When someone we love is battling addiction, the impact on our life can be immeasurable. An approach to treating an addicted person that includes family education and support is a pathway to full family healing—a goal we can all get behind.

Utilizing evidence-based models of therapy for both the individual with substance use disorder and the people who love them can bring everyone into the world of recovery. In active addiction we often reference that all who sit at our kitchen table are impacted. Our goal in recovery is for everyone at that table to move toward a healthier place.

At times there can be resistance to this from various members of the family, which is understandable due to the pain experienced in active addiction. There is no singular path for each loved one, which challenges treatment providers to have a patient, multi-faceted approach to working with families.

The team at Ethos Treatment has committed to continued focus on the family. We believe that when the family grows and heals, the pathway to recovery for our addicted person can become clearer.

Shame can be one of the largest barriers to recovery for everyone involved. For the person battling addiction, sharing with family members what we are going through takes courage, as does building a support system. Meaningful recovery is obtained through many moments of exhibiting courage we never knew we owned.

The Ethos team encourages all involved to join us in the work of reducing the stigma and shame so often associated with addiction, one family at a time.

Be well,
Pat Brown, LCSW

A Summer of Firsts

A Summer of Firsts

For those entering their first summer in recovery this time of year brings about challenges that are not necessarily unique, but require attention. Picnics, time spent poolside, summer vacations, weddings, and even yard work are some of the items that fill our calendars for the next couple of months. Navigating these for the first time has been daunting for everyone in recovery.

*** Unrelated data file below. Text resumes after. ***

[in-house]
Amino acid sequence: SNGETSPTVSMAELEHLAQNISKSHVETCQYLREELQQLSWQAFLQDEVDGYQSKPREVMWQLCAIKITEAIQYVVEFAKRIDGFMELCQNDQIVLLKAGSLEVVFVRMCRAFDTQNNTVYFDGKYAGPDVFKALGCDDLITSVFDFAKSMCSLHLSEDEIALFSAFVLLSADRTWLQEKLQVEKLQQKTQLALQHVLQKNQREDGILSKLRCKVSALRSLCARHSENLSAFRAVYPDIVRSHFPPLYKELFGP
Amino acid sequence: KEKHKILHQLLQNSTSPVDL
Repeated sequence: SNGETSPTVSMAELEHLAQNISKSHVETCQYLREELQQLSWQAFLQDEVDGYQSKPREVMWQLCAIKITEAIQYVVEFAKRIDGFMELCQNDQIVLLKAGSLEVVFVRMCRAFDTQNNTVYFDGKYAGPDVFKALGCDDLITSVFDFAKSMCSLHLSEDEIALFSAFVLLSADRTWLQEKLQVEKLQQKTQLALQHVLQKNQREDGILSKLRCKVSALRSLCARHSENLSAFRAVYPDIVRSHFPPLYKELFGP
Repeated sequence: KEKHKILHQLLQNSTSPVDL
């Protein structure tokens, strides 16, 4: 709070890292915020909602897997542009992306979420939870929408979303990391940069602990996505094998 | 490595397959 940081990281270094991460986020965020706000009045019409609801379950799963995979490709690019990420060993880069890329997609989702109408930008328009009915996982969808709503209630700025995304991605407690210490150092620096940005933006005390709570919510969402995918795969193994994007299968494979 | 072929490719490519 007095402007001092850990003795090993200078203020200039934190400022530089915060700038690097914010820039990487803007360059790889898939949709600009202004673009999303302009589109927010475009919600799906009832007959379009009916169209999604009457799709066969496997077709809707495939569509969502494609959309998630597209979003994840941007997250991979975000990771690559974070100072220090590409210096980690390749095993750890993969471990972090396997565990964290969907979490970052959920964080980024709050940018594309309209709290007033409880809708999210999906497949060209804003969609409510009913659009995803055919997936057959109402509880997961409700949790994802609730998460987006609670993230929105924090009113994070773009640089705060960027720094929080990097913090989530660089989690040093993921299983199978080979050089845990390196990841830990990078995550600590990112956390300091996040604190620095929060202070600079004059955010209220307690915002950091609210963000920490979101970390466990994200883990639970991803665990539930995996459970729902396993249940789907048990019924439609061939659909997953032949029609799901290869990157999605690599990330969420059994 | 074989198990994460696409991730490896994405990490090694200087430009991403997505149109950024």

The adage of “people, places, and things” gets ramped up in the summer months as nice weather avails for more social occasions on our calendar. In early recovery we face these with the pressure of owning our story of recovery appropriately with those we see, understanding potential situations that induce cravings, creating a safety net in our planning, all while balancing our fear of missing out. Understanding our new reality in recovery is a key to our ability to not only make it through, but to thrive in our new life. While this is daunting, there are millions who have paved the way, and the most successful lived this out loud. Sharing their fears, concerns, and excitement with their support system through it all.

If this is your first summer in recovery—what’s the plan? Who are you connected to in terms of professional care and support in your community? Strength through this period of your recovery comes in numbers—numbers of appointments on your calendar with your therapist, number of meetings you plan to make, number of sober supports you have in your phone, and number of times you execute the courage to let all of these things work for you.

Let’s have our best summer yet. We got you.

Be well,
Pat Brown